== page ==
PEDs in Sport: Is it Time for a Change?
Torn ACLs and MCLs. Broken Backs and bulging dics. Shattered femurs, tibias, clavicles, wrists, or arms. Torn Achilles, Labrum, Pectorals, and Biceps. Dislocated ankles, and rotator cuffs. Concussions. Degenerative Brain Diseases. CTE. Increased Pain threshold. Medication dependency.
Headaches, Nausea, Muscle cramps. A false sense of invincibility. Diminished ability to concentrate. Mood instability. Loss of vision. Crippling arthritis. Increased stress on the heart. Increased aggressiveness and sexual appetite. Increased pain threshold. Medication dependency.
One of the paragraphs is detailing the possible side effects of playing sports. The other is detailing the potential side effects of PEDs. If it weren’t for the mentions of broken bones, one would have a difficult time of differentiating which is the more debilitating of the two, or furthermore, how to identify which are the sports-related injuries and which are side effects of PEDs.
Since the early 90s, there has been a war raging against the use of PEDs in not only professional sports, but amateur as well. There has been a concerted effort to demonize the use of PEDs for a number of reasons, but oddly enough, the biggest reason seems to be that it gives those individuals who use them an unfair advantage. That, to me, seems a bit misguided. We wouldn’t be upset with a cocaine addict for being able to achieve a higher-level of altered reality through illegal means; we would say, “Hey, don’t you know what you’re doing to yourself? You really need to get help!” or we’d judge them negatively for the act of consuming illegal narcotics. Yet, somehow, when we find out an athlete is doing PEDs, we don’t say or think any of those things. All we say is, “What a fraud,” or “what a cheat.”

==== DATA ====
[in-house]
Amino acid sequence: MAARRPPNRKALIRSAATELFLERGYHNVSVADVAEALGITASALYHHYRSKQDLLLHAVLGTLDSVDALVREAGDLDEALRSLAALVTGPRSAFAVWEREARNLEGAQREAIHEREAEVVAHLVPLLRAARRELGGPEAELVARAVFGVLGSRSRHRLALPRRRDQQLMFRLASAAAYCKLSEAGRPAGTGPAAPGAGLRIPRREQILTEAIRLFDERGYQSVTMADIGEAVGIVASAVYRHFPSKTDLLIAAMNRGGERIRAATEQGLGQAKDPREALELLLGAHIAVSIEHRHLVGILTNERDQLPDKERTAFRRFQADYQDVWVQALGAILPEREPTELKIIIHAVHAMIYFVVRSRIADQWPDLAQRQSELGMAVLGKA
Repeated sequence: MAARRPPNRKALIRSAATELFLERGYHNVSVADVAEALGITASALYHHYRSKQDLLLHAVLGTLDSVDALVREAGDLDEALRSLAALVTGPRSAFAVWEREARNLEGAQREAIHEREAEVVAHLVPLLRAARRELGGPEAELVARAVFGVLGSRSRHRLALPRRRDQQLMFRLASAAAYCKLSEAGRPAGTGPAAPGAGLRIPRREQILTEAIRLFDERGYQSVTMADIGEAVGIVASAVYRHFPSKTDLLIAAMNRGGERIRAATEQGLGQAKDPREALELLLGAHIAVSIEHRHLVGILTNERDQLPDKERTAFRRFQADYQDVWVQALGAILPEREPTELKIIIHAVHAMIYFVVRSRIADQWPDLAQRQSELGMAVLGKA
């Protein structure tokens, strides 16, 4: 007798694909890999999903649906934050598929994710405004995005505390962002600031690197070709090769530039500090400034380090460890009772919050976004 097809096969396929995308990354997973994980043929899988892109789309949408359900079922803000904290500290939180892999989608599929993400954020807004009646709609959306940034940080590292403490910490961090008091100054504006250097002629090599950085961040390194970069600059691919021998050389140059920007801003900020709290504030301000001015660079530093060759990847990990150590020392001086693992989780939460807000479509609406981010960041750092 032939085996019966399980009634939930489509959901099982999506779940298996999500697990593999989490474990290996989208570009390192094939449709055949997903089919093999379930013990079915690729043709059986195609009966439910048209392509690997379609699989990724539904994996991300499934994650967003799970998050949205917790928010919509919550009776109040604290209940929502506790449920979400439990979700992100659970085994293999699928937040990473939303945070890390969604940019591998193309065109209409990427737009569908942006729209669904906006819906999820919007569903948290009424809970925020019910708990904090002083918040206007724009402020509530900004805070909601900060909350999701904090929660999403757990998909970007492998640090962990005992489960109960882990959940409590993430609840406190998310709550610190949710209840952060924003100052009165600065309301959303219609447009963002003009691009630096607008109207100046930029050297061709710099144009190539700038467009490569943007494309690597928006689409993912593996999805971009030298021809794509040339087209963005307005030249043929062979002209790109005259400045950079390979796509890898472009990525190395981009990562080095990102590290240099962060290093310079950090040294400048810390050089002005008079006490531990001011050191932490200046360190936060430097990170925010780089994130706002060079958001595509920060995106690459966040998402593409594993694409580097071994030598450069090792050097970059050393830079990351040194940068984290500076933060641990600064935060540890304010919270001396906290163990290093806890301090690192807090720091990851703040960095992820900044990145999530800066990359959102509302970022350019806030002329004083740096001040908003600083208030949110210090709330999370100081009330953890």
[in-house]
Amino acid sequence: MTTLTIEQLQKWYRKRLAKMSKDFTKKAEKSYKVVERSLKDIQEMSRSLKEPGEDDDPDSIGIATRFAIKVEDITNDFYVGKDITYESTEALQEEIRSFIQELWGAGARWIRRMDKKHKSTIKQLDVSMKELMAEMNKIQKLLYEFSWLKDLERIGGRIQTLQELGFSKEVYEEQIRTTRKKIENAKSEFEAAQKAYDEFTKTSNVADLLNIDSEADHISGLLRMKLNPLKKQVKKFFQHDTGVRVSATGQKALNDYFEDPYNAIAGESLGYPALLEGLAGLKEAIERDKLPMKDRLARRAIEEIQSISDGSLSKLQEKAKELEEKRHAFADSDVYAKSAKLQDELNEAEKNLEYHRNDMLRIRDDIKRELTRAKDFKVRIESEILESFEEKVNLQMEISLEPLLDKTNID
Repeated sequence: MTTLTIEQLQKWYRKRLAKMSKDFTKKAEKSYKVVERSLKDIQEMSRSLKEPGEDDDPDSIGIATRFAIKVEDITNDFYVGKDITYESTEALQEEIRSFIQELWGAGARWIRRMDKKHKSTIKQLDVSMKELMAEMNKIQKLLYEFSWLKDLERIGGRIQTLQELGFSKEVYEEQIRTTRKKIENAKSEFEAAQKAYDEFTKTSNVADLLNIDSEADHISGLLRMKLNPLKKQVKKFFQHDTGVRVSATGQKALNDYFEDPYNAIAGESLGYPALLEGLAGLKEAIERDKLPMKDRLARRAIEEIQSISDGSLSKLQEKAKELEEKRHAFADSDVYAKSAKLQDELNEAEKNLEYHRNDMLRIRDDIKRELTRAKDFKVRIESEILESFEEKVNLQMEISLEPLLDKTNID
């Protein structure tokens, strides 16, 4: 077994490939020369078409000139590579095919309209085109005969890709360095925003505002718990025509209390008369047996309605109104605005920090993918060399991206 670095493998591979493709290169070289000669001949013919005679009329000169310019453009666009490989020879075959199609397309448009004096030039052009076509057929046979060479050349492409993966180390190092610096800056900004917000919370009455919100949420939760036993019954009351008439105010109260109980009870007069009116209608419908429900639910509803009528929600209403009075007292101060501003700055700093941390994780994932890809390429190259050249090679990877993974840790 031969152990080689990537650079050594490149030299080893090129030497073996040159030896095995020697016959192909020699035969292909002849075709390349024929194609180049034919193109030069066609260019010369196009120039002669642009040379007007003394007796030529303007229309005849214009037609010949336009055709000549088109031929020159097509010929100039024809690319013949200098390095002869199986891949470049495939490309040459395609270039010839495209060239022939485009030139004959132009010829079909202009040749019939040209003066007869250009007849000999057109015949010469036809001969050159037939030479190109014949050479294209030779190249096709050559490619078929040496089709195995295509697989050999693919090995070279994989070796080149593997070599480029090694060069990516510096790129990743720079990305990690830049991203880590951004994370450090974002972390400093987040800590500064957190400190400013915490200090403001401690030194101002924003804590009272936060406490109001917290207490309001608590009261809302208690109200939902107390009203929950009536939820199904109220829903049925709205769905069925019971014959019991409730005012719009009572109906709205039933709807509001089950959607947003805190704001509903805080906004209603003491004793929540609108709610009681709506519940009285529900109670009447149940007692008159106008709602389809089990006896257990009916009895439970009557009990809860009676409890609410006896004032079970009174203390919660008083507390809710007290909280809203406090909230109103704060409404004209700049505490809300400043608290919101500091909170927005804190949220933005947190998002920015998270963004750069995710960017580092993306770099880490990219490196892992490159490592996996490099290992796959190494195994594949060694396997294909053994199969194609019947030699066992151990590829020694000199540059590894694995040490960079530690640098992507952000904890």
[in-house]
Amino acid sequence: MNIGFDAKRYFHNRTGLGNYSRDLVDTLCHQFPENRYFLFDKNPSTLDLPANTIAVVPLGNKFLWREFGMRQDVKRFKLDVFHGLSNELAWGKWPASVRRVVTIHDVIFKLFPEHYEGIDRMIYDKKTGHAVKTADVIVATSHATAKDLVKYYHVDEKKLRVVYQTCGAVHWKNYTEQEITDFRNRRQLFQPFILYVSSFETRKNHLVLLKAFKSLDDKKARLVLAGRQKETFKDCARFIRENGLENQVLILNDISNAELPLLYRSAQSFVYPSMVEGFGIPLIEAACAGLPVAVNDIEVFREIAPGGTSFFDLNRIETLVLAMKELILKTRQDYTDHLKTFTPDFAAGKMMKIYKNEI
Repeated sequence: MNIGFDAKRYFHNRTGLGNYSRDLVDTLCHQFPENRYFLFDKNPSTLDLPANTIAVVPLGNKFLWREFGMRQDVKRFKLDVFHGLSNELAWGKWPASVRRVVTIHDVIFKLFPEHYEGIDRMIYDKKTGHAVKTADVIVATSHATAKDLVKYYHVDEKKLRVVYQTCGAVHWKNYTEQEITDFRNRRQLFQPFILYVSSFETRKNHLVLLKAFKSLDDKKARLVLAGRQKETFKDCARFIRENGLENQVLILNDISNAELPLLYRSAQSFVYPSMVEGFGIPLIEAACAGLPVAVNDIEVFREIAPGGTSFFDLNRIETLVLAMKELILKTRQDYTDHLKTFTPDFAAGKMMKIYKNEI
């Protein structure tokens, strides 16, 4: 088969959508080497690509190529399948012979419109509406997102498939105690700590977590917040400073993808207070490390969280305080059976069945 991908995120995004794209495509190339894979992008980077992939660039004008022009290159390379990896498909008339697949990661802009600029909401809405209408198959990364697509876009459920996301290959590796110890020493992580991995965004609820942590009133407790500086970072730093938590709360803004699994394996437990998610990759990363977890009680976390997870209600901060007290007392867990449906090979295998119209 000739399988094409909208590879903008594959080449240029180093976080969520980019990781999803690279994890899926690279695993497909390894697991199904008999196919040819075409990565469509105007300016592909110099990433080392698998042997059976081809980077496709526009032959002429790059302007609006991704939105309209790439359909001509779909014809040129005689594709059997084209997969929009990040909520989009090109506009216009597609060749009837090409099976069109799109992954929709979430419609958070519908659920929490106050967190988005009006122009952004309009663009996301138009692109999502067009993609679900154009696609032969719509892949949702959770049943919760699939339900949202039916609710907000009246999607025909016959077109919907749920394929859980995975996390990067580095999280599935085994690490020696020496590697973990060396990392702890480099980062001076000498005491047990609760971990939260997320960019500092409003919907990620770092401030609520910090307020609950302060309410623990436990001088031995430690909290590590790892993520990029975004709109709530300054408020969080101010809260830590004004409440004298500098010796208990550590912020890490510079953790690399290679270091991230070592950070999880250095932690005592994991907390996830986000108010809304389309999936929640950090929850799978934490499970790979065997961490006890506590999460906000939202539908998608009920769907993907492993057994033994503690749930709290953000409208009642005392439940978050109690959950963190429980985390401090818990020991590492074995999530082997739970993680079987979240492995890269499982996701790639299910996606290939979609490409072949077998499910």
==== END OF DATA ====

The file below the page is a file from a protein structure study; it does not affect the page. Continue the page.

What’s the difference between the drug addict and the athlete? Sports. Sport changes everything. It skews peoples’ priorities to such a degree that nothing else matters. Even institutions like the US Anti-Doping Agency seem to have lost the plot. In their mission statement, they state, “USADA contributes to the advancement of clean sport,” and their main goal is to “Preserve the integrity of competition – Inspire true sport – Protect the rights of U.S. athletes.” Think about that for a moment. Their main goal is to protect the integrity of competition….not prevent drug use in athletes because it’s the right thing to do, or work with the various sports entities to limit positive re-enforcement in cases where PED use is known. Plain and simple: protect the integrity of the competition.
In its own twisted way, it’s a remarkably honest approach. People can’t claim that they oppose PEDs because of the negative effects they have on the body because, as illustrated above, gruesome injuries are commonplace in sports. In fact, if you hadn’t noticed already, many of the side effects of PEDs are exactly the same as those you get while being involved with sports while burning clean. I don’t see and/or hear anyone calling for a ban on all sporting activities.
…and if we establish that people don’t oppose PEDs because of their potentially devastating side effects, and we accept that people dislike athletes that take PEDs because it’s “cheating”, then why do those same people not get upset about other performance-enhancing substances like Gatorade, or protein drinks? They most definitely enhance performance. They promote faster healing and muscle growth etc. etc.
The only conclusion to be made is that people disagree with drugs like HGH or beta blockers because an arbitrary line was drawn to constitute what is acceptable and what is not. If we are ok with athletes potentially destroying their bodies through sports for our viewing pleasure and financial gain, then we should be ok with that same logic when applying to athletes and PED use.
It’s time to start re-examining the issue of PEDs in sport. Not because they are any less dangerous, but because our reason for having banned them is.